Sprint Cup drivers learning character of Kentucky Speedway can produce tough consequences.
By KEVIN GOHEEN FS Ohio
SPARTA, Ky. – Jimmie Johnson was dominating the Quaker State 400 on Sunday afternoon and appeared well on his way to a fourth NASCAR Sprint Cup victory. The only thing slowing down the No. 48 Lowe’s Chevy SS at the Kentucky Speedway was the yellow caution flag.
The restart following the ninth caution, coming with 20 laps remaining of the 267-lap race, became Johnson’s undoing. Johnson got caught up in traffic on a controversial restart, spun out enough in the first turn to send the race to a 10th caution period and Johnson to the back of the lead lap pack. The Sprint Cup point standings leader rallied to finish ninth but didn’t have enough time to catch up to winner
The first two editions of NASCAR big-boy racing at the Kentucky Speedway produced a total of 10 caution periods. Year Three produced that many slowdowns itself as the combination of greater speed throughout the field and a weather postponement from
Saturday night to Sunday afternoon forced drivers and teams to adjust on the fly.
Johnson was a victim of bad timing. He led 182 laps Sunday but not the one that mattered most.
“We were kind of in an awkward situation in that restart there,” Johnson said. “We were like three and four wide going in the corner.Then something happened with the air and just kind of turned me around. Unfortunate, but at least we rallied back for a good finish.
“The No. 20 (Kenseth) broke the pace-car speed, which you aren’t supposed to, but, they aren’t calling guys on that, so I need to start trying that in the future.”
The 1.5-mile tri-oval at Kentucky comes with a bumpy surface. It has character, as drivers described it the past few days, and that’s a good thing. The shift of plans caused by rains on Saturday that forced the race to be postponed to a noon ET start on Sunday only added to the character.
“There were a lot of unknowns of racing in the day time versus the night time. We haven’t done that here,” said
Jamie McMurray, who finished second behind Kenseth. “You kind of set your car up for the night thinking that the track was going to get really loose, and I think most guys fought being tight all day and it was really hard getting the car freed up. I thought the track actually raced better during the day than it does at night.”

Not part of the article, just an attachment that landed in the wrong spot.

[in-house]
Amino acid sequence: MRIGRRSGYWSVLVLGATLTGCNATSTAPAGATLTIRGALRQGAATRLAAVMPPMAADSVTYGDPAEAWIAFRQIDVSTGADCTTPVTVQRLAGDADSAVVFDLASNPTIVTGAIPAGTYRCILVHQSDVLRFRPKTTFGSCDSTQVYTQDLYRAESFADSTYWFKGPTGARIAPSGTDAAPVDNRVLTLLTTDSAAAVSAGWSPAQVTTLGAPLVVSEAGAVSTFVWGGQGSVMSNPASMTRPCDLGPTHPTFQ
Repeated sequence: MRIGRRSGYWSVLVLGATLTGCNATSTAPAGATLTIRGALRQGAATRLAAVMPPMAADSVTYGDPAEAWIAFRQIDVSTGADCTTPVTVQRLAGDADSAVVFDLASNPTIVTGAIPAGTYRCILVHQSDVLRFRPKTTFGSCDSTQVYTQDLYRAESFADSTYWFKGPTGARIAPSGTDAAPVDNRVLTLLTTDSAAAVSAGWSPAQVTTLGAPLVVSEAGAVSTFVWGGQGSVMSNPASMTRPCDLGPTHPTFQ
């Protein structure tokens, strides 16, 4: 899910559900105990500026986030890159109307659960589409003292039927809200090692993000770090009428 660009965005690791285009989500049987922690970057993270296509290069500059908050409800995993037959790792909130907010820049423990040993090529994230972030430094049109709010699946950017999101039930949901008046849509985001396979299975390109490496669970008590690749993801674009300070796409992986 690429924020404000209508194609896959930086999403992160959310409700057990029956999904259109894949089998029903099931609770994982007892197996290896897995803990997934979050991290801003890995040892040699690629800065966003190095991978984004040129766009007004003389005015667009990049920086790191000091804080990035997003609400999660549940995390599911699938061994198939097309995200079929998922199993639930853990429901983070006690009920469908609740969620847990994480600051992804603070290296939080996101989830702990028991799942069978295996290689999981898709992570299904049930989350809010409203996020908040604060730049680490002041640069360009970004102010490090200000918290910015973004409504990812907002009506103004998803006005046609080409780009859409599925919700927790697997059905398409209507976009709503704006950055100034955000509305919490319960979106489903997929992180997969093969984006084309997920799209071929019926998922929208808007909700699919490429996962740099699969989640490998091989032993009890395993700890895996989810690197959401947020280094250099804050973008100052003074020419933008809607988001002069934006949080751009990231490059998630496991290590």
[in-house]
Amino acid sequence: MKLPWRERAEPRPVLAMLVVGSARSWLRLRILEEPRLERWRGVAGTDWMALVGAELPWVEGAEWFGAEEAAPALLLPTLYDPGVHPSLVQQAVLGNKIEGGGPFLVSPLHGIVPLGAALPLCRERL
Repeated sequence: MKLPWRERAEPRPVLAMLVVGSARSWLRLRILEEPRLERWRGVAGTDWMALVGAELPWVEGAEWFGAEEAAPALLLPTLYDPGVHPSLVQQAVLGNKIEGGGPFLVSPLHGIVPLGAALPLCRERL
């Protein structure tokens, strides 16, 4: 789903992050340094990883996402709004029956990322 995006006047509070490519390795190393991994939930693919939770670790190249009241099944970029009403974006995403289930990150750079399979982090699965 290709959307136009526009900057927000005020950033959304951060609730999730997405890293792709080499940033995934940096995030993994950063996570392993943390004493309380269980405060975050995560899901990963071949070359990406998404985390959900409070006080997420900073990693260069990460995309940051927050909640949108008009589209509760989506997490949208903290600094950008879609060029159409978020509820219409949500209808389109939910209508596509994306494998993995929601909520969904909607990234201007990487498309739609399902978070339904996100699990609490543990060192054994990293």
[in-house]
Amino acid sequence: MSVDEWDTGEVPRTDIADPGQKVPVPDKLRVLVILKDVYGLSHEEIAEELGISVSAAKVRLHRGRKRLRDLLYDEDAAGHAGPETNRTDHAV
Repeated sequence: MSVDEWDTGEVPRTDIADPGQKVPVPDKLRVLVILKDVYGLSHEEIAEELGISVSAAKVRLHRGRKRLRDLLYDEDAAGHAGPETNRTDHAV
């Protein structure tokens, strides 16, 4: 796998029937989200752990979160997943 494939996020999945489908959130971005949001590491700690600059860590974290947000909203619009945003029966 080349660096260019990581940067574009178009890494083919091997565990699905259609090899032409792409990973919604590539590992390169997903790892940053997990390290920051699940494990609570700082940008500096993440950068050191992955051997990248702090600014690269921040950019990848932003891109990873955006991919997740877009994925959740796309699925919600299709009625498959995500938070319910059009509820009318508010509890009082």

The top four finishers were all on the outside of the top 10 starting grid. Kenseth qualified 16th, McMurray 23rd, Clint Boyer 15th and
Joey Logano 11th. That trend continued as seven of the first eight placers and nine of the top 11 began in Row 6 or farther back.
“I don’t think you need to change anything,” said Chad Knaus, Johnson’s crew chief. “I think (the track) is fine. I thought it was a good race. I think that guys have to drive around, teams got to work. The smoother the racetrack, the easier it is for everybody to get ahold of and that promotes single-file racing. We don’t want that. We saw a lot of passing today, so I don’t think we want to change that a bit.”
The first yellow flag of the race came on Lap 32 as NASCAR ordered a competition caution because of the switch from a night race to the daytime. The field went back to green on Lap 36, but there were three more caution periods over the next 15 laps, including an 18-minute red flag stoppage to clean up debris from a seven-car accident that began when
Kurt Busch got too far down on the apron coming through the first turn and then bumped defending race and Sprint Cup champion
Brad Keselowski to start the chain reaction.
Busch escaped the incident unscathed and finished sixth. Keselowski,
Greg Biffle and
Paul Menard were able to return to the race and be running when it ended, but
Landon Cassill, Dave Blaney and
Travis Kvapil all had their days ended by the accident. Busch admitted his mistake and apologized over his radio to Keselowski.
“I know (Busch) didn’t intentionally wreck me but it is just one of those things,” said Keselowski. “A chain of events with the way the cars drive and the track has that really bad bump down there and we all know it. There is no reason to go down there, but he still did.”
The wreck proved more costly to Keselowski than the damage his car sustained. Although he was able to complete 153 laps, he fell four places in the points standings, from ninth to 13th, and out of the automatic qualifying spots for the season-ending Chase for the Sprint Cup.
“We are just going to do our thing,” said Keselowski. “We are just on a streak of bad luck. It will turn around. And when it does, we will be in victory lane and be all right.”